Assange languishes in a British prison fighting US attempts to have him extradited while alleged US war criminals he helped to expose go free. Assange’s fate will have serious ramifications for journalistic freedom and state accountability globally.
Julian Assange has been an extremely controversial figure ever since his website, WikiLeaks, published evidence of US war crimes obtained by Chelsea Manning, a US army intelligence analyst, in 2010. The publication of these classified documents has led to a campaign of well over a decade to force Assange’s extradition to the US so that he can be prosecuted for the publication of classified information embarrassing to the US government. Assange has been charged by the US with 17 counts of espionage and one count of computer misuse due to the publication of these documents. However, no US service members whose war crimes were exposed by the leaks have been put on trial by the US military.
It is unsurprising that the US has failed to prosecute its own alleged war criminals exposed by these documents, for a number of reasons. Primarily the US is not a member of the International Criminal Court (ICC) and has held an extremely poor track record of holding its forces accountable for crimes committed. Secondly the documents published by WikiLeaks were already held by the US government, meaning that the crimes committed by US forces were already known to the US government. Journalists and relatives of the victims had already been accusing US forces of these crimes, but they were consistently met with denial from the US government, which had full access to all evidence.
The US has attempted to shift public opinion in its favor against Assange by claiming that information leaked by WikiLeaks has led to the deaths of US assets all over the world. In an attempt to prove this, a task force was set up under Brigadier General Robert Carr to document anyone who was killed as a result of the leaks. This task force failed to find a single death that could be tied to the leaks and was quietly disbanded. This indicates that the leaked documents had little to no strategic value but were highly embarrassing to the US government as they conclusively proved that the US has regularly denied knowledge of attacks directed against civilians and has knowingly lied to the public by reporting many civilians murdered by US forces as combatants. As such, the dogged pursuit of Assange increasingly appears to be an attempt to frighten whistleblowers into silence, to prevent such embarrassing revelations from being made public in the future.
Assange has already suffered tremendously for his actions, having spent almost a decade seeking refuge in the Ecuadorian embassy in London because of US attempts to have him extradited. He also spent another two and half years incarcerated in Belmarsh Prison, although he has not yet been convicted of any crimes. The US is in the process of appealing a decision by District Judge Venessa Baraitser to reject extradition owing to Assange’s mental fragility, making suicide a not unlikely outcome should he be subjected to the harsh conditions of a US prison. Aiming to overcome this ruling, the US legal team has stated that Assange can serve his sentence in his native Australia after being convicted by US courts. However, Assange’s lawyer has protested, claiming that Assange would have to remain in a US prison for the entirety of the legal process, which could take a number of years due to appeals and the highly controversial nature of the case. He also pointed out that it is difficult to take the US at its word after a CIA plot to assassinate or kidnap Assange from the Ecuadorian embassy was uncovered.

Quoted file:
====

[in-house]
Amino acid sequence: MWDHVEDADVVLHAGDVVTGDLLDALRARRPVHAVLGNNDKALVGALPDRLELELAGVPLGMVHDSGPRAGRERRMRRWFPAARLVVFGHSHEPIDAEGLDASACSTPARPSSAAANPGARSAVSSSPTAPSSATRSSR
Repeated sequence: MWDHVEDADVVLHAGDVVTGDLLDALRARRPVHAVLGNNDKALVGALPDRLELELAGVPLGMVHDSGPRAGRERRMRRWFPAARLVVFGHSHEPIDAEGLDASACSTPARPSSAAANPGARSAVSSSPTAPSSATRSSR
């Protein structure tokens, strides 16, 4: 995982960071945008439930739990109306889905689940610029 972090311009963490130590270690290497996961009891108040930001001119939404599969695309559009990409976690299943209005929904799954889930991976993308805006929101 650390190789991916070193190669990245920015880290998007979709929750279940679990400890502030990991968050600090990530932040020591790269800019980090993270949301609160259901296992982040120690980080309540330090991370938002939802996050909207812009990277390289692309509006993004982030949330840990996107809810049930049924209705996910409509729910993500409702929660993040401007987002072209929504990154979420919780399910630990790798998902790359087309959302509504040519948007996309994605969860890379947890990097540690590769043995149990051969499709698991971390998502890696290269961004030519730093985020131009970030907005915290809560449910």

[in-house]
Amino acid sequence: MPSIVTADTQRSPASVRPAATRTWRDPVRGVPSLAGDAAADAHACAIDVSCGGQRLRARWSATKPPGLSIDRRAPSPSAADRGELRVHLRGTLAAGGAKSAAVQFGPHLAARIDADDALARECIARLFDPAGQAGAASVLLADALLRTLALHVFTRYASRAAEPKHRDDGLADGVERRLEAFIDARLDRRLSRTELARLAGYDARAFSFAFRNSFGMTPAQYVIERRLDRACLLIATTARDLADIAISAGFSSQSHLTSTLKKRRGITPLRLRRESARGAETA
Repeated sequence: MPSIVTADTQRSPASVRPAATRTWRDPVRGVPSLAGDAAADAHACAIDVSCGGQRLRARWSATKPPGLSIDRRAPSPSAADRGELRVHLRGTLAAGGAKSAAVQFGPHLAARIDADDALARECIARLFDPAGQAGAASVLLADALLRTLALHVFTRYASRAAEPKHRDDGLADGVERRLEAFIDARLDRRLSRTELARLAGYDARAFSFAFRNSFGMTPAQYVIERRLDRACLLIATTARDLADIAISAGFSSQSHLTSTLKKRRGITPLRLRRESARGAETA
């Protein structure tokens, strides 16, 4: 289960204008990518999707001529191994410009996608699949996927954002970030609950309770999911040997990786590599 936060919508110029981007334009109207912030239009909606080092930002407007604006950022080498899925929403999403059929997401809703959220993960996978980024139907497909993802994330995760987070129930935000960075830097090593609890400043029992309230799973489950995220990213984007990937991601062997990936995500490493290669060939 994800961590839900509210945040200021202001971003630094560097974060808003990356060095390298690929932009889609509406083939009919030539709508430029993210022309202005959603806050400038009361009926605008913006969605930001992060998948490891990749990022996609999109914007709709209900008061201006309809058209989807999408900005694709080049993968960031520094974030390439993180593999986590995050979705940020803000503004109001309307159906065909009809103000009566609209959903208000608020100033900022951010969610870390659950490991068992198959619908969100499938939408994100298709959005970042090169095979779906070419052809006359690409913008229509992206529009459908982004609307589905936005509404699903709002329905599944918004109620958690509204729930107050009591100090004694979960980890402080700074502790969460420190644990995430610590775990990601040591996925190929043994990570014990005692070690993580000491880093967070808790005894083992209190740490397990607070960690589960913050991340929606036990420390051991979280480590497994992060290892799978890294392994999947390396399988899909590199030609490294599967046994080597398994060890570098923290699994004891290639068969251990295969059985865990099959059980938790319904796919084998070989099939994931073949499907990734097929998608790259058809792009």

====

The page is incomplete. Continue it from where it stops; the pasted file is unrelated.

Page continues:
This exposes an implicit message being sent by Washington, that criminal conduct by US service members will be ignored while exposing such criminal conduct is behavior requiring prosecution. This US government stance seems to contradict Washington’s commitment to freedom of the press and causes US condemnation of oppressive measures to ring hollow, both among adversaries as well as among allies. In fact, recent revelations surrounding the CIA plots to kidnap or assassinate Assange, as well as false testimony against Assange, recently recanted by an FBI informant and former colleague of Assange, paint the US in an extremely negative light and provide ammunition to detractors. These factors are likely to ultimately work against the US in upholding press freedoms and are a gift to autocratic regimes globally.
While the treatment of Assange is questionable at best, the most important implication of this saga is the precedent it sets. Assange is not and has never been a US citizen, nor were any of the crimes he is accused of committed on US soil. Extraditing Assange to the US for prosecution would send a strong message to whistleblowers and journalists globally that revealing compromising information about the US government anywhere on earth could lead to lengthy legal battles and a potential lifetime of incarceration, which at the moment appears to be exactly the message the US government wishes to send.